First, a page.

Fake News!

Chris Zhang

October, 2017

Image courtesy of  Puerto Vallarta News

Image courtesy of Puerto Vallarta News


This is not about Trump, about conservative news outlets blaming problems on minorities and immigrants, or about Western media’s liberal bias.  The bias in question is towards countries or parts of the world that the government has an interest in portraying negatively.

Over half of adults in America have an overwhelming sense of trust in the news. A Reuters poll showed that around half of American adults consistently trust the media,  while the remainder’s opposition are due to partisan bias against specific media outlets.

There is a great deal of conversation about media partisan bias, as well as the lack of coverage about events happening in the developing world. There is another source of bias that does not get enough attention: the purposefully misleading, or even factually untrue reporting, of countries outside the Western sphere of influence.

The Middle East is an example that has received some attention, ever since “Operation Iraqi Liberation was noted to spell “OIL” as an unfortunate coincidence. Attempts to point out these issues included the Chilcot report (a British national inquiry into the role of Britain in the Second Gulf War), which discovered, among other things, that Iraq’s possession of Weapons of Mass Destructions was unconfirmed.  Furthermore, it was found that he United Kingdom and United States acted unilaterally in moving into Iraq without proper consultation of the United Nations. 

However, most people still are unaware of the existence of these reports and the conclusions they draw.

Another issue in Western media is the prejudicial choice of words. Frequently media associates “Sunni Muslim” to “terrorist”, and governments that oppose the current world order are labelled as “regimes” even if democratically elected. This dichotomizes “us” against “them”, and allows the media to dictate who the enemy is to the general public.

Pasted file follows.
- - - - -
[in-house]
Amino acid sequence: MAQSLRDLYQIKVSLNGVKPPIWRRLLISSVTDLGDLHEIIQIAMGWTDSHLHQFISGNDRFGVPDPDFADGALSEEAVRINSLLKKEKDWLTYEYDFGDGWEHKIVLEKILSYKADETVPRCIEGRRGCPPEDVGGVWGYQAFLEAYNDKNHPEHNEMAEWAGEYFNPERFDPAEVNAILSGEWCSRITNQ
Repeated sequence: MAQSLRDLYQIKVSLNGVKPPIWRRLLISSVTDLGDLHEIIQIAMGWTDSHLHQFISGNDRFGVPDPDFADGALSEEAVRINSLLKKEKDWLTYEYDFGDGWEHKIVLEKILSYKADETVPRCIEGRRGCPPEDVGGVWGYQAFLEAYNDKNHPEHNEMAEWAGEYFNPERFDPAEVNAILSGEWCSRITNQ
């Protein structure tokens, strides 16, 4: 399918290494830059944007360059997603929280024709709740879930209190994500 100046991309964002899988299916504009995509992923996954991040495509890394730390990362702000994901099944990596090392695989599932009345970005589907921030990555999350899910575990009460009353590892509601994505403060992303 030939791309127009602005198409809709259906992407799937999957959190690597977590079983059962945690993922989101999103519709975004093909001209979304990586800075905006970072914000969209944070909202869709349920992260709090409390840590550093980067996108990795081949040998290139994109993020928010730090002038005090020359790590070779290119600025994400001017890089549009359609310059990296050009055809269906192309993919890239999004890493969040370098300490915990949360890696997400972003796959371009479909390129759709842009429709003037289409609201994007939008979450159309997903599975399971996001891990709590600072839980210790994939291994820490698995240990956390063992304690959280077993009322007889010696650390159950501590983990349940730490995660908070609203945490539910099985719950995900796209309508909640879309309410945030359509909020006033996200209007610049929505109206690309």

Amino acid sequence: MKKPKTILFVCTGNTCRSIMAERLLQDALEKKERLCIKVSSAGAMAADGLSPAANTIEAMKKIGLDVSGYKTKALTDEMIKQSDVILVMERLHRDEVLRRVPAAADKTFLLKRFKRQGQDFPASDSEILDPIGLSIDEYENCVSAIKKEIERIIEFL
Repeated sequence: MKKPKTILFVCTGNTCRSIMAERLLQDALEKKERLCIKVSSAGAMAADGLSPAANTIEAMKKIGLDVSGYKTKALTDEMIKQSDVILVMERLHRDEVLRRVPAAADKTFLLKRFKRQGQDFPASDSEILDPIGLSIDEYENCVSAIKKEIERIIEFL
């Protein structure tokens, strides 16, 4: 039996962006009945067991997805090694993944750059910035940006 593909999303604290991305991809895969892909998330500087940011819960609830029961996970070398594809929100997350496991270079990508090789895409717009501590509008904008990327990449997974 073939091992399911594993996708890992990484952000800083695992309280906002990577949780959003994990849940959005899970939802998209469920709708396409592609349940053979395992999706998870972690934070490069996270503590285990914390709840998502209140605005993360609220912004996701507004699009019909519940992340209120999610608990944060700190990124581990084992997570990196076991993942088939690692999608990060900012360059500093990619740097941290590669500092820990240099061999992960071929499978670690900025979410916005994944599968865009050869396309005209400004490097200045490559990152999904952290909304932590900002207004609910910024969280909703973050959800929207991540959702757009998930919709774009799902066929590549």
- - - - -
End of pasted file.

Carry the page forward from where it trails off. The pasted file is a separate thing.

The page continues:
This practice continues to the present-day crisis in Syria, when the United States broke a ceasefire that the U.S.- Russian coalition brokered by launching an airstrike on a Syrian base in September 2016. The Deir ez-Zor air raid killed over a hundred Syrian Army Soldiers. Despite the high level of fatalities, the media chose to focus on Russia’s alleged responsibility for a subsequent attack on a U.N. aid convoy.

Since Russia is known for spreading anti-USA propaganda and having severe laws against individual freedoms, the country is hardly exemplary. However, this is also a consequence of efforts made by the media to discredit Russia.

Conversely, little is said about Putin’s significant achievements of reducing Russian national debt, standing strong against the inflow of Americanized culture, and reforming Russia into a country with enough clout to defend its own interests. Perhaps it is precisely because of those achievements that Western media discredits him.

These portrayals came into light once again after Russia’s annexation of Crimea. President Yanukovych was presented as a rich autocrat supporting ties with Russia and suppressing a democratically elected minority party. This portrayal omitted that the opposition gained power through a coup, whilst Yanukovych was catering to the majority of Ukrainians and pushing for a closer relationship with NATO.

Nonetheless, this article does not dispute that Russia is responsible for some of the allegations held against it.  It however seeks to realize the bias of Western media. Putin may have been KGB, but Bush Sr. was CIA.

Sometimes, misinformation can be heavy-handed enough to almost constitute propaganda. For instance, the coverage of Duterte’s extrajudicial killings coincided perfectly with the Philippines economic rapprochement with Russia and China. Of course, it did not help that Duterte was unconventionally outspoken and brash. Effectively, the noise about the killings trumped his achievements of extensive tax reform and free tertiary education.

More laughable yet was an image circulating on various media outlets, including Time and the Huffington Post, about a screen in China’s Tiananmen Square showing a video of a sunrise and clear skies that people could admire – as if to fool the public of the poor air quality. The screen was an advertising billboard playing a tourism ad, and was in no way relating to the air quality. The true story would have been entertaining enough, but Western media insisted on giving it a negative spin.

Before this takes the tone of a conspiracy theory, and begins to sound too Orwellian, remember that news outlets have another reason to paint the world in black and white: people like to pick sides, and like to have a clear villain in every story.

Regardless of the cause, one should be prudent the next time they open an article from an article from The New York Times, or even The Economist. Think before repeating that factoid.  Consider visiting news outlets from different spheres of influence. Keep in mind that all governments’ have an agenda: to convince you that their country follows the most just cause.